Despite stigmas surrounding arts-related degrees, many graduates face bright futures. Susana Gómez Báez reports
It is 5:57 p.m. on Sunday afternoon as fourth-year theatre production student Jeny Nikolova pauses to catch her breath during the only five minutes she can spare between shoots.
“I always knew I wanted to go into the fashion world,” she says. “I plan on opening my own store for clothes and I want to move into the [medium] of television.”
Amongst her peers, Nikolova is the exception, not the rule. Many university students in artsrelated programs, such as photography, new media, or dance, are afraid to graduate because they say it is tough to find work in the arts industry.
Amanda Pye, a Ryerson fourthyear dance student, says she is afraid to go out into the real world.
“In Toronto, the dance community isn’t like it is in New York and L.A. so the work is pretty sporadic,” Pye says. “It is pretty scary sometimes.”
After graduation, Pye has lined up a three-day intensive workshop with Springboard Danse Montreal, a company that casts dancers who excel in the workshop, to perform nationally or internationally.
“The opportunity itself is great even if I don’t get [the job],” she says.
Nikolova, 22, juggles her time between school, modeling, and designing her fourth-year piece: a gown for the upcoming Emmy Awards, made for her cousin, Nina Dobrev, better known as the star of the popular TV series The Vampire Diaries.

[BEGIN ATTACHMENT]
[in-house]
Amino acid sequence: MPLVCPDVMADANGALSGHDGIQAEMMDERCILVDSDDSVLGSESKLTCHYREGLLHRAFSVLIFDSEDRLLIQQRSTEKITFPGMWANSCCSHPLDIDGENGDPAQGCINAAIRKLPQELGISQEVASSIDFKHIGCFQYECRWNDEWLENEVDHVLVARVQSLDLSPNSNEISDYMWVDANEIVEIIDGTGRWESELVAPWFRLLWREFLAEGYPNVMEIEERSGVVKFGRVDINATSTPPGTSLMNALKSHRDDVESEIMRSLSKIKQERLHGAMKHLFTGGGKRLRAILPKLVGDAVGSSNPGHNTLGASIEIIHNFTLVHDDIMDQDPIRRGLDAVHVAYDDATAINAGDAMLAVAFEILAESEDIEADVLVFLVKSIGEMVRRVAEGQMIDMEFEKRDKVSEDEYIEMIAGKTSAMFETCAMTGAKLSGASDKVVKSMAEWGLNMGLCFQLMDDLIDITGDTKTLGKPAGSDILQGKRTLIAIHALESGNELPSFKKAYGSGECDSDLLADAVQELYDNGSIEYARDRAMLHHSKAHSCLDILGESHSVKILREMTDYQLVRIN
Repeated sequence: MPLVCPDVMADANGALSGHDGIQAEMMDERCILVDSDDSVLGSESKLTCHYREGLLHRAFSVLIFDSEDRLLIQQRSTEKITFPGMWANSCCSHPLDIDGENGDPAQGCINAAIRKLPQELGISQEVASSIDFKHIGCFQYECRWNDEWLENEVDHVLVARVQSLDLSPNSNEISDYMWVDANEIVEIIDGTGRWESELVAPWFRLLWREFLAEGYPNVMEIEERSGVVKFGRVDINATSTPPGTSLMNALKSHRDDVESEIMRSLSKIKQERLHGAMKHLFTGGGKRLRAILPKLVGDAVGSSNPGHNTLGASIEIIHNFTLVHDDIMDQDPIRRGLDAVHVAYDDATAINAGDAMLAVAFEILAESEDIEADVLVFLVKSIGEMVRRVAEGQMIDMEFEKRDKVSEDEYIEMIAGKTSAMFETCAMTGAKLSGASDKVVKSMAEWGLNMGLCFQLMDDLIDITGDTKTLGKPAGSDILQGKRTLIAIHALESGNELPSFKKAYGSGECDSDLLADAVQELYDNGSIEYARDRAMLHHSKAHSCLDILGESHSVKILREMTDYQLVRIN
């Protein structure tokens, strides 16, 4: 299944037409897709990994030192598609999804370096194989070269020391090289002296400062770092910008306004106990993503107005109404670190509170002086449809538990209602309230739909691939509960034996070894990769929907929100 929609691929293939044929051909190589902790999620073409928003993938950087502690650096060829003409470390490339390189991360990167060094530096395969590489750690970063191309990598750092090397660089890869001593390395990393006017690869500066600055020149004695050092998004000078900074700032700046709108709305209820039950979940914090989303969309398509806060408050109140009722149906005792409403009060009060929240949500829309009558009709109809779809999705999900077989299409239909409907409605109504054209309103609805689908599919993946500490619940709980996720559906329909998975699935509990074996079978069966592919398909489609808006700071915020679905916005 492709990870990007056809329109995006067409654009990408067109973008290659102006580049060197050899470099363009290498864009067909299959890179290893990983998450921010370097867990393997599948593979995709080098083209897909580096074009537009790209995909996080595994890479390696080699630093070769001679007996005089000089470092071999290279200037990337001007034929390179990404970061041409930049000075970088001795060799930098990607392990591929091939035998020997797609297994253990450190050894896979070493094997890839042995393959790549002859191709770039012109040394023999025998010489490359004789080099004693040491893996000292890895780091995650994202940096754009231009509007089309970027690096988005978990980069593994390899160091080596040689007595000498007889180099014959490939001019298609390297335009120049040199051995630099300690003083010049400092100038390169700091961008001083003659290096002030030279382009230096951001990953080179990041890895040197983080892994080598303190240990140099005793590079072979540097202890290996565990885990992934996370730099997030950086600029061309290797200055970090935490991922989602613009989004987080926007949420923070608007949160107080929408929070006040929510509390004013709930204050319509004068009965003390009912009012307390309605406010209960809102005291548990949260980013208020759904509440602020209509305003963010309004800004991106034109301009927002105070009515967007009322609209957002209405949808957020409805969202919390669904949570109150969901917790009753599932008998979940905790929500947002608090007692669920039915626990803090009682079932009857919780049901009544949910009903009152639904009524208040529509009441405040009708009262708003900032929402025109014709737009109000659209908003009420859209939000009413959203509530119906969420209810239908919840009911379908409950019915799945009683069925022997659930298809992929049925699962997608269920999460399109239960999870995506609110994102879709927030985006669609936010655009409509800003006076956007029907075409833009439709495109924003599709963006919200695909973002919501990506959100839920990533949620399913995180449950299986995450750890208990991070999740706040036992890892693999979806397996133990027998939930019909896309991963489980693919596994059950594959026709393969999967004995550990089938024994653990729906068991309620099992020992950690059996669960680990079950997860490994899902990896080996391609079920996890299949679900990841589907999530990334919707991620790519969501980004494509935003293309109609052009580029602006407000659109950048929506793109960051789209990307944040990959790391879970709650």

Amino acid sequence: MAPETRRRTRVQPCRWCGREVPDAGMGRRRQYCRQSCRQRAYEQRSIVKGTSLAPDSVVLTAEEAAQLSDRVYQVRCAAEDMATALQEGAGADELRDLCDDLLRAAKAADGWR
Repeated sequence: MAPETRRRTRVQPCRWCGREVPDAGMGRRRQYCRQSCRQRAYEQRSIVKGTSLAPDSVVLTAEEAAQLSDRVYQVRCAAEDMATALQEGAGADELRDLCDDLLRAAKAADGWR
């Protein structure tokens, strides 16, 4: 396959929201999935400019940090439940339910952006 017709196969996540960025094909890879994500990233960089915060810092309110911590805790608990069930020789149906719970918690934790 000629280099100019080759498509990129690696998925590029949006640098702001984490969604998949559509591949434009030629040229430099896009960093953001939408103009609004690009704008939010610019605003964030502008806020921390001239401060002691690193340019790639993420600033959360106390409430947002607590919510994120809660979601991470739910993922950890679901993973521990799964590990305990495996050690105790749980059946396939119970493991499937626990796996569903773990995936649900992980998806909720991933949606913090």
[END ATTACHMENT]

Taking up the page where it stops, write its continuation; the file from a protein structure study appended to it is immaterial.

“It’s a hundred per cent silk, a deep navy blue, corset front, and completely backless,” Nikolova says. “I designed it and I’m sewing it myself too.”
Nikolova got the opportunity last year to be on the set of The Vampire Diaries as a part of the costume design team.
She plans to travel to the United States next year, where she has been invited to work once again on the set of the TV series.
“I can’t wait to graduate,” she says, with enthusiasm. “I want to move into the theme of television.”
Some arts students seem content with interviews alone, following their graduation. Maegan McWade, a fourth-year fashion design student, says she is not scared to go out into the industry.
The prospect of applying her skills to real life work is what is most important to her.
“If you love what you do, it will work out,” McWade said.
But for some graduates, it may not.
“There are a couple of reasons as to why students from many programs are struggling to find work,” says Robert Burley, a photography professor at Ryerson.
“First of all, the economy is not doing well.”
On top of that, in the last year, tuition has increased 5.1 per cent, according to Statistics Canada. As tuition rises, students are thinking harder about where and in what they should invest their money.
“The other reason is that most fields are being turned on their heads with new technology,” says Burley. “The key is to keep up with the changes that are going on. What I’m seeing is that our most successful graduates are able to do more than one thing.”
Burley says that students need to be willing to start at the bottom and work their way up, as well as network extensively.
“We try to build them a network while they’re still in school and make them aware of opportunities available upon coming out of the program,” Burley says.
In fact, Nikolova says that it was networking that helped her to achieve so much so early. Although she knows of the overwhelming belief that arts majors bear no jobs, she says this has never scared her.
“If you love what you’re doing, fear should never stop you,” Nikolova said. “Don’t let anything stop you because anything you work for, you will get.”